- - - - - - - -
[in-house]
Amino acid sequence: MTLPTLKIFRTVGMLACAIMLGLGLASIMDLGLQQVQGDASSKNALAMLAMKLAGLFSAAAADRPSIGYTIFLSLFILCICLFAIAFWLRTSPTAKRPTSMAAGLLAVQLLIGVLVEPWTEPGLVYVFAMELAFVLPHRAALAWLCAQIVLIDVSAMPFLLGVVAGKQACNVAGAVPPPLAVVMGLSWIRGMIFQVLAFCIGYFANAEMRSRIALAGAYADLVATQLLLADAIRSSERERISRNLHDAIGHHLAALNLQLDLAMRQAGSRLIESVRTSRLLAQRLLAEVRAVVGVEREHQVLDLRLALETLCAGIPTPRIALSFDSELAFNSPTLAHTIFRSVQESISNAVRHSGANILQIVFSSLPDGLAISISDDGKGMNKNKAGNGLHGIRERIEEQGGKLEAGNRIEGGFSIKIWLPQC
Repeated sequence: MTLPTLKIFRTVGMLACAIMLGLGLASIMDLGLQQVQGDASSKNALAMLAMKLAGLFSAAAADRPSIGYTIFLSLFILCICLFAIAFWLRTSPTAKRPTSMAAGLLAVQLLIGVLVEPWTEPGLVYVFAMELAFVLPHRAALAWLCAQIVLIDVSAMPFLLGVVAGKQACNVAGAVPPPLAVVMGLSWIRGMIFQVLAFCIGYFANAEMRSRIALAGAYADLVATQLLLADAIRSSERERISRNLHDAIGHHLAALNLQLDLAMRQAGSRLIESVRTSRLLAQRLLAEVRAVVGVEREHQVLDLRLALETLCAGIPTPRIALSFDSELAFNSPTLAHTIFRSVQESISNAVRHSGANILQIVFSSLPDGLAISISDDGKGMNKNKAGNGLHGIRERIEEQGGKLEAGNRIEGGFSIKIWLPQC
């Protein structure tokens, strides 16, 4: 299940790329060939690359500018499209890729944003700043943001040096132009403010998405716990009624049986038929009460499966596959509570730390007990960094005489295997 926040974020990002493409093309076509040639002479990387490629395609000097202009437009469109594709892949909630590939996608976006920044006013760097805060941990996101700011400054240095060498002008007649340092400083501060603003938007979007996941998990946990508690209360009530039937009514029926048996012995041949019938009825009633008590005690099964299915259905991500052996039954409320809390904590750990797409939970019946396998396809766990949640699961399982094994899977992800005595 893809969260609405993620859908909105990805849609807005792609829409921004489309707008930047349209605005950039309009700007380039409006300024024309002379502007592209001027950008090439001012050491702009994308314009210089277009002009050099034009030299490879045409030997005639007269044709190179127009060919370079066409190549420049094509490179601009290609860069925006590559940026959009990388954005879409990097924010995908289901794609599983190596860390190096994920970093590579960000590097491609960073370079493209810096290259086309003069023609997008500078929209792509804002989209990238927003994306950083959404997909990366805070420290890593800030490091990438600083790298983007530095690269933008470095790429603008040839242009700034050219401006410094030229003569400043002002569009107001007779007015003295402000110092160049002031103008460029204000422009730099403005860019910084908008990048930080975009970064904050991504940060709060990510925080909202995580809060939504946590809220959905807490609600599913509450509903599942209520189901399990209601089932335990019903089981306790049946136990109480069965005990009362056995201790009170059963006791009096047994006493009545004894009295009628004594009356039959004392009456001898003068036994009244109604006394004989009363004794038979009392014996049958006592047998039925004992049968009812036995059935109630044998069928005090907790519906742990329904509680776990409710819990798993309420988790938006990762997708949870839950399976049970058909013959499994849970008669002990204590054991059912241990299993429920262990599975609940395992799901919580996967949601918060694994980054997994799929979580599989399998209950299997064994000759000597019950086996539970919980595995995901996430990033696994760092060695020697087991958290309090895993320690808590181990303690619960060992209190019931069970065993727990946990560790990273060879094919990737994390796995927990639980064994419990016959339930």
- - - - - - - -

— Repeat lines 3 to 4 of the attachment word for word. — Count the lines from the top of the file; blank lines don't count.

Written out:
Repeated sequence: MTLPTLKIFRTVGMLACAIMLGLGLASIMDLGLQQVQGDASSKNALAMLAMKLAGLFSAAAADRPSIGYTIFLSLFILCICLFAIAFWLRTSPTAKRPTSMAAGLLAVQLLIGVLVEPWTEPGLVYVFAMELAFVLPHRAALAWLCAQIVLIDVSAMPFLLGVVAGKQACNVAGAVPPPLAVVMGLSWIRGMIFQVLAFCIGYFANAEMRSRIALAGAYADLVATQLLLADAIRSSERERISRNLHDAIGHHLAALNLQLDLAMRQAGSRLIESVRTSRLLAQRLLAEVRAVVGVEREHQVLDLRLALETLCAGIPTPRIALSFDSELAFNSPTLAHTIFRSVQESISNAVRHSGANILQIVFSSLPDGLAISISDDGKGMNKNKAGNGLHGIRERIEEQGGKLEAGNRIEGGFSIKIWLPQC
């Protein structure tokens, strides 16, 4: 299940790329060939690359500018499209890729944003700043943001040096132009403010998405716990009624049986038929009460499966596959509570730390007990960094005489295997 926040974020990002493409093309076509040639002479990387490629395609000097202009437009469109594709892949909630590939996608976006920044006013760097805060941990996101700011400054240095060498002008007649340092400083501060603003938007979007996941998990946990508690209360009530039937009514029926048996012995041949019938009825009633008590005690099964299915259905991500052996039954409320809390904590750990797409939970019946396998396809766990949640699961399982094994899977992800005595 893809969260609405993620859908909105990805849609807005792609829409921004489309707008930047349209605005950039309009700007380039409006300024024309002379502007592209001027950008090439001012050491702009994308314009210089277009002009050099034009030299490879045409030997005639007269044709190179127009060919370079066409190549420049094509490179601009290609860069925006590559940026959009990388954005879409990097924010995908289901794609599983190596860390190096994920970093590579960000590097491609960073370079493209810096290259086309003069023609997008500078929209792509804002989209990238927003994306950083959404997909990366805070420290890593800030490091990438600083790298983007530095690269933008470095790429603008040839242009700034050219401006410094030229003569400043002002569009107001007779007015003295402000110092160049002031103008460029204000422009730099403005860019910084908008990048930080975009970064904050991504940060709060990510925080909202995580809060939504946590809220959905807490609600599913509450509903599942209520189901399990209601089932335990019903089981306790049946136990109480069965005990009362056995201790009170059963006791009096047994006493009545004894009295009628004594009356039959004392009456001898003068036994009244109604006394004989009363004794038979009392014996049958006592047998039925004992049968009812036995059935109630044998069928005090907790519906742990329904509680776990409710819990798993309420988790938006990762997708949870839950399976049970058909013959499994849970008669002990204590054991059912241990299993429920262990599975609940395992799901919580996967949601918060694994980054997994799929979580599989399998209950299997064994000759000597019950086996539970919980595995995901996430990033696994760092060695020697087991958290309090895993320690808590181990303690619960060992209190019931069970065993727990946990560790990273060879094919990737994390796995927990639980064994419990016959339930």